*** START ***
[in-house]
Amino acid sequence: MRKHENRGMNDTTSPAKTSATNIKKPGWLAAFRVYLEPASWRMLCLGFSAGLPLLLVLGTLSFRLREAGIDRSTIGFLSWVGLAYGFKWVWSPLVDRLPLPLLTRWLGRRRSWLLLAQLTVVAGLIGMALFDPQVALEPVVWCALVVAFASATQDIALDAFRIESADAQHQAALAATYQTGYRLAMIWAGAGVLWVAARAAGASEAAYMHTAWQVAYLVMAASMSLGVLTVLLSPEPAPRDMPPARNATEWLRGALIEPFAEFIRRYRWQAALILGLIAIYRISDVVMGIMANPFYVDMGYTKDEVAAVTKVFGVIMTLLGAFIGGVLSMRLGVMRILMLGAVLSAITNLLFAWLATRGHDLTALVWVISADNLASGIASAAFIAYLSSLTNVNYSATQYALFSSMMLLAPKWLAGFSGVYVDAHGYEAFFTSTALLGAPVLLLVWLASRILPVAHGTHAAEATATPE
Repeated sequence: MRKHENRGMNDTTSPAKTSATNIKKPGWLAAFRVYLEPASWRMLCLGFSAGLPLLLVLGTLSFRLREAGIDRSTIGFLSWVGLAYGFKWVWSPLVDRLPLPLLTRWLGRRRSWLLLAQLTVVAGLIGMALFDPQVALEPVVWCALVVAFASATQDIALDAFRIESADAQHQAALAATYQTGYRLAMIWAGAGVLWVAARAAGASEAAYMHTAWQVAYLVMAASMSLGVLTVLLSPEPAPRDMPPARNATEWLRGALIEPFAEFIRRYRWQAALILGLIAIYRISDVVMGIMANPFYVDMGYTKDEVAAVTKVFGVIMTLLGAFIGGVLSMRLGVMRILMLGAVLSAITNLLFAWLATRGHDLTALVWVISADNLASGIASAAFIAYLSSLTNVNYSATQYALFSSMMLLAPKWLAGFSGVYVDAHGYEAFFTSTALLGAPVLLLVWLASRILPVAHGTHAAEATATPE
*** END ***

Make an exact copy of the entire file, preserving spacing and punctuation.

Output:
[in-house]
Amino acid sequence: MRKHENRGMNDTTSPAKTSATNIKKPGWLAAFRVYLEPASWRMLCLGFSAGLPLLLVLGTLSFRLREAGIDRSTIGFLSWVGLAYGFKWVWSPLVDRLPLPLLTRWLGRRRSWLLLAQLTVVAGLIGMALFDPQVALEPVVWCALVVAFASATQDIALDAFRIESADAQHQAALAATYQTGYRLAMIWAGAGVLWVAARAAGASEAAYMHTAWQVAYLVMAASMSLGVLTVLLSPEPAPRDMPPARNATEWLRGALIEPFAEFIRRYRWQAALILGLIAIYRISDVVMGIMANPFYVDMGYTKDEVAAVTKVFGVIMTLLGAFIGGVLSMRLGVMRILMLGAVLSAITNLLFAWLATRGHDLTALVWVISADNLASGIASAAFIAYLSSLTNVNYSATQYALFSSMMLLAPKWLAGFSGVYVDAHGYEAFFTSTALLGAPVLLLVWLASRILPVAHGTHAAEATATPE
Repeated sequence: MRKHENRGMNDTTSPAKTSATNIKKPGWLAAFRVYLEPASWRMLCLGFSAGLPLLLVLGTLSFRLREAGIDRSTIGFLSWVGLAYGFKWVWSPLVDRLPLPLLTRWLGRRRSWLLLAQLTVVAGLIGMALFDPQVALEPVVWCALVVAFASATQDIALDAFRIESADAQHQAALAATYQTGYRLAMIWAGAGVLWVAARAAGASEAAYMHTAWQVAYLVMAASMSLGVLTVLLSPEPAPRDMPPARNATEWLRGALIEPFAEFIRRYRWQAALILGLIAIYRISDVVMGIMANPFYVDMGYTKDEVAAVTKVFGVIMTLLGAFIGGVLSMRLGVMRILMLGAVLSAITNLLFAWLATRGHDLTALVWVISADNLASGIASAAFIAYLSSLTNVNYSATQYALFSSMMLLAPKWLAGFSGVYVDAHGYEAFFTSTALLGAPVLLLVWLASRILPVAHGTHAAEATATPE